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Corporate Sponsors Drop Trumpian 'Julius Caesar' over Assassination Scene

Delta and Bank of America announced they'd no longer be supporting the Shakespeare in the Park play, in which a Trump-like Caesar is murdered.
Drew Schwartz
Brooklyn, US
Photo courtesy of the Public Theater

About halfway through Shakespeare in the Park's rendition of Julius Caesar, a roomful of Roman senators stab a Donald Trump lookalike to death. Now, after angry Twitter users slammed the New York play as "disgraceful" and "disturbing," Delta and Bank of America have pulled funding from the show, the New York Times reports.

In a chain of tweets, Delta—which made the first move—said that "no matter what your political stance may be," Shakespeare in the Park's "graphic" adaptation of Caesar didn't comport with the airline's values. The airline company announced it would terminate its sponsorship of the Public Theater—Shakespeare in the Park's parent organization—as the group's official airline effective immediately.


"Their artistic and creative direction crossed the line on the standards of good taste," the statement read.

A few hours later, Bank of America released its own statement, announcing that though it'd be pulling funding from Caesar, it would maintain its financial partnership with the Public Theater.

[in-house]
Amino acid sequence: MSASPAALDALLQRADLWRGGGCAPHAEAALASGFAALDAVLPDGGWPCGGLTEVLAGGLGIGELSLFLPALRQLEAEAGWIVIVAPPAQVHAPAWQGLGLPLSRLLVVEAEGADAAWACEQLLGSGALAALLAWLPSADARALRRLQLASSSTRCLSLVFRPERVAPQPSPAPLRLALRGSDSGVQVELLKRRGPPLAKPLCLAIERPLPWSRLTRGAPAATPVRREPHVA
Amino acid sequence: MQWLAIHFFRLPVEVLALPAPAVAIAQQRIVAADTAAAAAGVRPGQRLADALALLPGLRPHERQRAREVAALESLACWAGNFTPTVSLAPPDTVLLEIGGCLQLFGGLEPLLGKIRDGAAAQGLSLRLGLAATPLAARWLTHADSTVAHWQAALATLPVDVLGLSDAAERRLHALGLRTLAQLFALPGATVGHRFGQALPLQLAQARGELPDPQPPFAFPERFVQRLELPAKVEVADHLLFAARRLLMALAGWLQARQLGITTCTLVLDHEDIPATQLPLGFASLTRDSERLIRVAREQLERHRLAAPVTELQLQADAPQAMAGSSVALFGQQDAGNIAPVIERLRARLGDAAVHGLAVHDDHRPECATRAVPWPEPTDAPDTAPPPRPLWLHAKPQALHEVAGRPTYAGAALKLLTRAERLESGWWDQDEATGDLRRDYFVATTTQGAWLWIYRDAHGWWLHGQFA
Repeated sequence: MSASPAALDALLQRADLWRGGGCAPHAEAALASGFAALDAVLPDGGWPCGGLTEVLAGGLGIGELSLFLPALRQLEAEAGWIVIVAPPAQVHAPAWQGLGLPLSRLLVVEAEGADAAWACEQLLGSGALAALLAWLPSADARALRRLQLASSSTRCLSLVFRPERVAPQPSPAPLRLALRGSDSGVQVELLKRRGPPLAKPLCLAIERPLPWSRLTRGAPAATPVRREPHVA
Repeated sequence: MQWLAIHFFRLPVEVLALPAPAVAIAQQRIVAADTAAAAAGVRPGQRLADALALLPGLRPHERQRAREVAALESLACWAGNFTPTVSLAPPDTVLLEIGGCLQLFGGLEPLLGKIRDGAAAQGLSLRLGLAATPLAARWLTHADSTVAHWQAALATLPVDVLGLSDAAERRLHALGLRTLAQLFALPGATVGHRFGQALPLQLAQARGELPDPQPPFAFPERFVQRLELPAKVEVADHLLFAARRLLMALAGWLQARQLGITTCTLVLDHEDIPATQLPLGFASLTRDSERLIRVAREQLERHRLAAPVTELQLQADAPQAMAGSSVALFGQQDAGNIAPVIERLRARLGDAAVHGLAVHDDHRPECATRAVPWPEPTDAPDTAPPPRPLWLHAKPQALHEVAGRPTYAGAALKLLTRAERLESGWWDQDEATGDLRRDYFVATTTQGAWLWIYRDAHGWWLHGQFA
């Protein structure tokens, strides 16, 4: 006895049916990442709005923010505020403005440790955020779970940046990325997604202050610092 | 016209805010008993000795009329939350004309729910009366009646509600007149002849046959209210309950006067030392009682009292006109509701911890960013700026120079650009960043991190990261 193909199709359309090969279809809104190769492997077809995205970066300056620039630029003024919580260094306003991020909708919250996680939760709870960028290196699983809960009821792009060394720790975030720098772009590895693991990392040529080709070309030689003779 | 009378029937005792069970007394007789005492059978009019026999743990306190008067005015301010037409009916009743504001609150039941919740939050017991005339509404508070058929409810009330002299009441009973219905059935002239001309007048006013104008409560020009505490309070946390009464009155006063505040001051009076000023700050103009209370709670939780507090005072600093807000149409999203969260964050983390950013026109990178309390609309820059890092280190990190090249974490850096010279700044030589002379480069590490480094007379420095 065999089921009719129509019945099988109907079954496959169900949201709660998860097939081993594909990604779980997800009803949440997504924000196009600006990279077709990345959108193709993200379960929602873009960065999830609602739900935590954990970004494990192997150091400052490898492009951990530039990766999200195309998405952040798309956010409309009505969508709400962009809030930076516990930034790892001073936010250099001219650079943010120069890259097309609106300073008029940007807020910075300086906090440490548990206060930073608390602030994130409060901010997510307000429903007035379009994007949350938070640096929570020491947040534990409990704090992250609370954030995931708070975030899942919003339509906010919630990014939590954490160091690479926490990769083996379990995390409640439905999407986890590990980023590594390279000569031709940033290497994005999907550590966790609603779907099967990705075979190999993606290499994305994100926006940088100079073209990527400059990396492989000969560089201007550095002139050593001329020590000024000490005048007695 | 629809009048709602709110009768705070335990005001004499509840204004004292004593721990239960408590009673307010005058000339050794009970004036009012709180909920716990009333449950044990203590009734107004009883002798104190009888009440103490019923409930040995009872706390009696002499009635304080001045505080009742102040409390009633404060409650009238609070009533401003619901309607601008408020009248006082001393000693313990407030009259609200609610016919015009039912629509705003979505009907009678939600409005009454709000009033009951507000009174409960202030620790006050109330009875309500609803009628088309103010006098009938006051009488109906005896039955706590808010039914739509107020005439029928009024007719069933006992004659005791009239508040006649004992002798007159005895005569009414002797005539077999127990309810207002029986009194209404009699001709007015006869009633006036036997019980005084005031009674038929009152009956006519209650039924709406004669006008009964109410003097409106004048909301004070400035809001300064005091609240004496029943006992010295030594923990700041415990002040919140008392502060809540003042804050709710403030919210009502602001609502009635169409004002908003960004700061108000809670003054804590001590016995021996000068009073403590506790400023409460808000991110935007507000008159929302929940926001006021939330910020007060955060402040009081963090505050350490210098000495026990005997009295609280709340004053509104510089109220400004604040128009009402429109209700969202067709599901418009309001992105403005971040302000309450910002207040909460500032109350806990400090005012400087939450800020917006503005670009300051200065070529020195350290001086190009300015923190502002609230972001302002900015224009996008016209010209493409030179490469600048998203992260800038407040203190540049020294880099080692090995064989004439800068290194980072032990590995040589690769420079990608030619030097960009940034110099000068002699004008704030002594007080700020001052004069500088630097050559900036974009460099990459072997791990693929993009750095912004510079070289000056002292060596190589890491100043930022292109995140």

Those criticizing the production—Donald Trump, Jr. among them—said the show endorsed the murder of a sitting president (or even advocated for it), and argued that the play would face widespread condemnation if it depicted former president Barack Obama being murdered. But that already happened.

Others have come out showing support for the theater's adaptation, citing the importance of free speech and the fact that—though actor Gregg Henry might look, talk, and act like Trump—this is still a play from the 16th century. Not to mention that after Caesar dies, everything in Rome goes to shit.

"Julius Caesar can be read as a warning parable to those who try to fight for democracy by undemocratic means," director Oskar Eustis wrote in a note about the production. "To fight the tyrant does not mean imitating him."

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